Steve was able to locate the Navajo Churro Registry, where the genetics had been perfected for a better fleece. He also found artists who were willing to dye wool by hand, using natural sources such as roots, berries, flowers, leaves, moss, bark and seeds.

Steve also procured aniline dyes from Switzerland, as well as natural indigo from Mexico and Cochineal from South America and Mexico, a brilliant red dye derived from insects.

Thus, the Navajo Churro Collection was born, a landmark in the gallery’s history of preserving the weaving art in the Navajo culture. The Nizhoni Ranch Gallery offers exclusively these highest quality weavings to the world – touted as some of the finest Navajo weaving ever produced.

Traditionally, weaving is done by Navajo women, who in their creation myth were taught by a spiritual being called Spider Woman how best to construct the first loom, using sky, earth and sun rays.

“Historically, grandmothers teach granddaughters to weave; grandmothers are the most patient, “ Steve said. “Typically, granddaughters will weave something after their coming-of-age ceremony.”

From his early days of crossing the reservation in a mobile truck that served as his office, Steve established enduring relationships with the mothers and grandmothers of some of the women now working with him today.

“The most notable master weavers we work with are Kathy Marianito, Helene Nez, Elsie Bia, Cecelia Nez, Selena Yazzie, though all of the weavers we work with in the Navajo Churro Collection are master weavers,” Gail explained. “We have visited them for many years and have watched them work. Elsie Bia has come to our gallery to demonstrate for several of our openings.”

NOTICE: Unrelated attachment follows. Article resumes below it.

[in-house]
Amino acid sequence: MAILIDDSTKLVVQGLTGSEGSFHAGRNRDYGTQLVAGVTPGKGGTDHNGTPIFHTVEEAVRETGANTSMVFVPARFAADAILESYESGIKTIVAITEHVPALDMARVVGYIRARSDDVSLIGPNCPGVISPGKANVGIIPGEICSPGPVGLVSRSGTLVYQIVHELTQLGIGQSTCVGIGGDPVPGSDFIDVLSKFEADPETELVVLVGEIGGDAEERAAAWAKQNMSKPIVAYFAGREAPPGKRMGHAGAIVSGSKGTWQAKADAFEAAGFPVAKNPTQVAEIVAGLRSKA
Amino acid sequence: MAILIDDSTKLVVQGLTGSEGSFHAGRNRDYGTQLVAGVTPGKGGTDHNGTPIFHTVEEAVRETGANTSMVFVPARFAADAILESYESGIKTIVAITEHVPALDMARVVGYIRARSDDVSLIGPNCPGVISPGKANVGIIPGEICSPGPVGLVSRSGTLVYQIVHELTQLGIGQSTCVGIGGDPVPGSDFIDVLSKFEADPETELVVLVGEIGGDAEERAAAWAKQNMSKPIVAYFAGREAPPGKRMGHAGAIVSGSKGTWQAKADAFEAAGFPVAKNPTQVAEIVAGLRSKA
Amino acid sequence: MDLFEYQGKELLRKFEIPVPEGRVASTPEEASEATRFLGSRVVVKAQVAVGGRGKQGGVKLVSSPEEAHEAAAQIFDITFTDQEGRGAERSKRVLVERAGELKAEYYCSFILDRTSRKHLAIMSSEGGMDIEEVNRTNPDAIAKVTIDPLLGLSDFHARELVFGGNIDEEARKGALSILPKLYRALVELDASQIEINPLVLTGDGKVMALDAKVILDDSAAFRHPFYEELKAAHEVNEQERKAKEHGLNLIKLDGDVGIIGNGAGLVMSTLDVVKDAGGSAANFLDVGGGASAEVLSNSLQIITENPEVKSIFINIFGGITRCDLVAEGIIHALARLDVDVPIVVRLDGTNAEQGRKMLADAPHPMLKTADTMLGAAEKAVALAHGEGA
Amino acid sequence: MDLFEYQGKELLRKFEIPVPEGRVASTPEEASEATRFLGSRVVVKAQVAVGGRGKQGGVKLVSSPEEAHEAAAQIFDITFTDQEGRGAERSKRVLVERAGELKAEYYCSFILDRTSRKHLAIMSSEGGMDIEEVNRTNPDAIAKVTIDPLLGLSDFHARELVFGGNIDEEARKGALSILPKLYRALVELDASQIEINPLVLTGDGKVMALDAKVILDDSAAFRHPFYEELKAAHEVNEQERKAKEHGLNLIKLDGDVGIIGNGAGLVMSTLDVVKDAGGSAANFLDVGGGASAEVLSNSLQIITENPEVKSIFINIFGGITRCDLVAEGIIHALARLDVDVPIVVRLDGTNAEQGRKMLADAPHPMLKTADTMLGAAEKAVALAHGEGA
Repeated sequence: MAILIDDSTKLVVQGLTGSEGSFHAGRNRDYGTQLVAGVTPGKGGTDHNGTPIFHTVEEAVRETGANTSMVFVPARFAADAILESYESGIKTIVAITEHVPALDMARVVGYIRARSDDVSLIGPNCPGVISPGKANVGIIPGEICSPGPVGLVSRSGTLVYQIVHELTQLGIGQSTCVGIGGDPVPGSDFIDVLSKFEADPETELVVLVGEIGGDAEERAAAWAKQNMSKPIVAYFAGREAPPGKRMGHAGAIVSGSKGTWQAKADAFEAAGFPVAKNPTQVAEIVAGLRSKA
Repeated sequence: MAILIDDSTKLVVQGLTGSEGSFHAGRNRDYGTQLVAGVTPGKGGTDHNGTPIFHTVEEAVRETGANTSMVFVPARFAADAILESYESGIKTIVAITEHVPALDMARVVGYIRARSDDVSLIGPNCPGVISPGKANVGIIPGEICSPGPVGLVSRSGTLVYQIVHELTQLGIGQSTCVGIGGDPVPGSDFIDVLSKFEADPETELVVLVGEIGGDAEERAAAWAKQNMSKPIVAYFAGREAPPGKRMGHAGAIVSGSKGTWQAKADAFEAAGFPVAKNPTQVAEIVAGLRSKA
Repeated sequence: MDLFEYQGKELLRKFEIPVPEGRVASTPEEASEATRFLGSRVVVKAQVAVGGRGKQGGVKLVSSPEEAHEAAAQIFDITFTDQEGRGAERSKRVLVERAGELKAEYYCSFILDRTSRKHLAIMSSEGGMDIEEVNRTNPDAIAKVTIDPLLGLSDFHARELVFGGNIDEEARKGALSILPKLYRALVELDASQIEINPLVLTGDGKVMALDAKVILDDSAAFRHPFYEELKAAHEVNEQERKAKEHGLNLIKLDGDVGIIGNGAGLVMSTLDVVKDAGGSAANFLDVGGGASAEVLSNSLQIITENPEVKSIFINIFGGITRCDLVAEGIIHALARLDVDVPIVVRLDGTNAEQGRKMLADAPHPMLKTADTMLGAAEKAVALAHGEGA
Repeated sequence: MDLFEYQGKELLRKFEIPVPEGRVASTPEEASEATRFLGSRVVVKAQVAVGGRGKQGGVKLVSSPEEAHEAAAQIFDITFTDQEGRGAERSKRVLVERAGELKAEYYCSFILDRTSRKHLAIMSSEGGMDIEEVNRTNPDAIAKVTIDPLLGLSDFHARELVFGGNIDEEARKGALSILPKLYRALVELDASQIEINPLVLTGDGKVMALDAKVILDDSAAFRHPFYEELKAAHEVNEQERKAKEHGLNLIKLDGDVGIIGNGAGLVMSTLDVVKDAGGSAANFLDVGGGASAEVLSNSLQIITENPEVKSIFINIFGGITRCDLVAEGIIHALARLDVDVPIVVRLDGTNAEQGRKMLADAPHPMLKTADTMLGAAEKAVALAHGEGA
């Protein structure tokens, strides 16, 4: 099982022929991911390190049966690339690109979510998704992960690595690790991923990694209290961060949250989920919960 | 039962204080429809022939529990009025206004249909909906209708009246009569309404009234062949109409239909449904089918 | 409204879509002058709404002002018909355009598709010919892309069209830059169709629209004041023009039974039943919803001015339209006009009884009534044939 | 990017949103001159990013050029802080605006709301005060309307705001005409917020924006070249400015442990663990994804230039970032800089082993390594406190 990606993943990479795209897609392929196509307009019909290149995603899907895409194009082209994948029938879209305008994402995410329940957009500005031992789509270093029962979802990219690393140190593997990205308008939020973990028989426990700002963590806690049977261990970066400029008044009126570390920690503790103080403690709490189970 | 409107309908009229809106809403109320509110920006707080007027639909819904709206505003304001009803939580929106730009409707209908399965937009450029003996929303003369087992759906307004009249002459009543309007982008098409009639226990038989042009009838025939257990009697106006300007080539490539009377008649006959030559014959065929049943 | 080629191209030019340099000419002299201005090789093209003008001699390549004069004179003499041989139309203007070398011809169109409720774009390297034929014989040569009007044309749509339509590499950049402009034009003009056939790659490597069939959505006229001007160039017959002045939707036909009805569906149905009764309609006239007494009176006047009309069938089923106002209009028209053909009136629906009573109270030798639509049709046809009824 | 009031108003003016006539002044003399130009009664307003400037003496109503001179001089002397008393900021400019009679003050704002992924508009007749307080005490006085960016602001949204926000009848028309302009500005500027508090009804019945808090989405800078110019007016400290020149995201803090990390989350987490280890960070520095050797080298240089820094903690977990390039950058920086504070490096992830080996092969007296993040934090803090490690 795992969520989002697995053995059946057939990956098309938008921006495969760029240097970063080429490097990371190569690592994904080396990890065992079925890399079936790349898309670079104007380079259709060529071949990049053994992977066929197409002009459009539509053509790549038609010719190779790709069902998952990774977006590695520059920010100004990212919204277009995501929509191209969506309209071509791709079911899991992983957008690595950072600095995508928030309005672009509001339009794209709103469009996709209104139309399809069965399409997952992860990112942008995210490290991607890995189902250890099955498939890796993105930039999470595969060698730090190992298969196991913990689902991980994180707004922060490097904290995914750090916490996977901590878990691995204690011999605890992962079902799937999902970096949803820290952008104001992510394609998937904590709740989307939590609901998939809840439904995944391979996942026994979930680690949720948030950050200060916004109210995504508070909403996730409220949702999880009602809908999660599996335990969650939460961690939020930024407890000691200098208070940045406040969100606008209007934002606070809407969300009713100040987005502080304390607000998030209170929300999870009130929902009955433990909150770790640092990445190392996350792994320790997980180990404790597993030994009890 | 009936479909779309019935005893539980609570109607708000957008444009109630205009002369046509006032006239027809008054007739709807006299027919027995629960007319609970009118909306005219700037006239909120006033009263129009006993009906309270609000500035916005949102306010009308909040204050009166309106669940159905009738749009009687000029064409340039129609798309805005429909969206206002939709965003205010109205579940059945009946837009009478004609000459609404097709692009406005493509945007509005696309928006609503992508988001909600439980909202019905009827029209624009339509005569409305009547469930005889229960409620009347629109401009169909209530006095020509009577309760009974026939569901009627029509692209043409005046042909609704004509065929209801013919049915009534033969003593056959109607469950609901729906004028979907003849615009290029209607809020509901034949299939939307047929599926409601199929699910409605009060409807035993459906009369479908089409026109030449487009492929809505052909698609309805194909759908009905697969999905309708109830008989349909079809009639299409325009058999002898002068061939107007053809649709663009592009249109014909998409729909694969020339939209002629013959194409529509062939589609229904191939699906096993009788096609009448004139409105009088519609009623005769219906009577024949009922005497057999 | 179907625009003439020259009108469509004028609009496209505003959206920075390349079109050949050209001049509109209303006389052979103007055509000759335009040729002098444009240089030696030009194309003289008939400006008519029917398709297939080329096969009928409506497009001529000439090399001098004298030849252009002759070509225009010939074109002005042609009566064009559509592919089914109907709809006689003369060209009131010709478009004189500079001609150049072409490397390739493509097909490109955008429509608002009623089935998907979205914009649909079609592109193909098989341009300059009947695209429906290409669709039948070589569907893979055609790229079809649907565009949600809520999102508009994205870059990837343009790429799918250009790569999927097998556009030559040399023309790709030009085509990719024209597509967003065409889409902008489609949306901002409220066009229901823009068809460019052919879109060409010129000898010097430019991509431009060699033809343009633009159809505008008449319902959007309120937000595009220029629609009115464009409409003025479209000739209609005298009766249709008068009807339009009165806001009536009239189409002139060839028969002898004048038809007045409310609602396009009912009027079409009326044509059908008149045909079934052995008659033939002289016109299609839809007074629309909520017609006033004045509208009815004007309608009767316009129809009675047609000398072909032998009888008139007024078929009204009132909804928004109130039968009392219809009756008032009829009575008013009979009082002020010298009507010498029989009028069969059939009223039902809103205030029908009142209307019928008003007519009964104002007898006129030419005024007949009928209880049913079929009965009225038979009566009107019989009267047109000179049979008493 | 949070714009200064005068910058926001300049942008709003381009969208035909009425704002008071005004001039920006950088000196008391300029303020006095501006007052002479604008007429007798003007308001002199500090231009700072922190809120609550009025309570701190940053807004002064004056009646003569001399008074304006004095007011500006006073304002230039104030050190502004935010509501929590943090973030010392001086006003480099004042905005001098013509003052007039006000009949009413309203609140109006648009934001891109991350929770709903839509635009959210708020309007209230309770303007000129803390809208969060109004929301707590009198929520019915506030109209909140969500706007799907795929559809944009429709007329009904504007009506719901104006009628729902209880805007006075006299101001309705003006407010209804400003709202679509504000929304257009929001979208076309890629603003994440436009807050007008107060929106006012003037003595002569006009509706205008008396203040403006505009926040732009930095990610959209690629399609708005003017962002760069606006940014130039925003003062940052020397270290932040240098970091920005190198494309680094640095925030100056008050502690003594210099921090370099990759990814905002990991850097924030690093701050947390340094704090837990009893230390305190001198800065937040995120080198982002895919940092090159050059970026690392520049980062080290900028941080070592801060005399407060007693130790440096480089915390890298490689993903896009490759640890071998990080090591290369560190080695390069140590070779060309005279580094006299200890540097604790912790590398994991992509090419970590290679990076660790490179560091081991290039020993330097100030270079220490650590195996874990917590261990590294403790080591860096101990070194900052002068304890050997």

Steve said that Master Weaver Kathy Marianito is a direct descendent of Chief Manuelito and his weaver wife, Juanita. He was one of the war chiefs of the Diné people.

“Kathy is an amazing weaver, 85 years old,” he said. “She has sisters-in-law, too, who weave and are descendants of Manuelito’s son.”

More and more, younger Navajo men are honing their weaving skills.

“There have always been Navajo men who wove, like the medicine man Hosteen Klah [1867 -1937],” he explained.

Although Steve still makes scouting and collection tours out to the reservation, he no longer makes the bi-monthly trips he used to make. He also attends and sometimes judges at the annual Gallup Inter-Tribal All Indian Ceremonial, as well as the Santa Fe Indian Market.

Nowadays, the gallery takes a more technological approach to staying connected with weavers.

“The ladies are always texting me pictures of their progress, and I send out money orders on a daily basis,” Steve said.

The gallery also receives regular deliveries of weavings via the U.S. mail.

“Obviously, there’s a lot of trust involved,” he added.

Some weavings take up to three years to complete, but on average, weavers complete their work in four to six months.

The gallery was not always located in Sonoita. Prior to 2000, the collection was displayed, stored and sold out of a vault and showroom at the family ranch in Benson, Getzwiller’s Spear G Ranch.

“I built it myself,” Steve said of the solid concrete and rebar vault. “I always said, ‘If the place burned down, at least I wouldn’t be out of business!’”

Relocation to Sonoita provided a new direction for maintaining and improving the collection.

“The objective in establishing the gallery was to focus more on retailing, and that way I could pay the weavers more and offer the best value to collectors,” Steve said.

Looking toward their legacy, the Getzwillers are hoping that

young Navajo weavers will take up these difficult and beautiful art forms of their culture and preserve traditions for future generations. FBN


By Betsey Bruner, FBN


Courtesy photo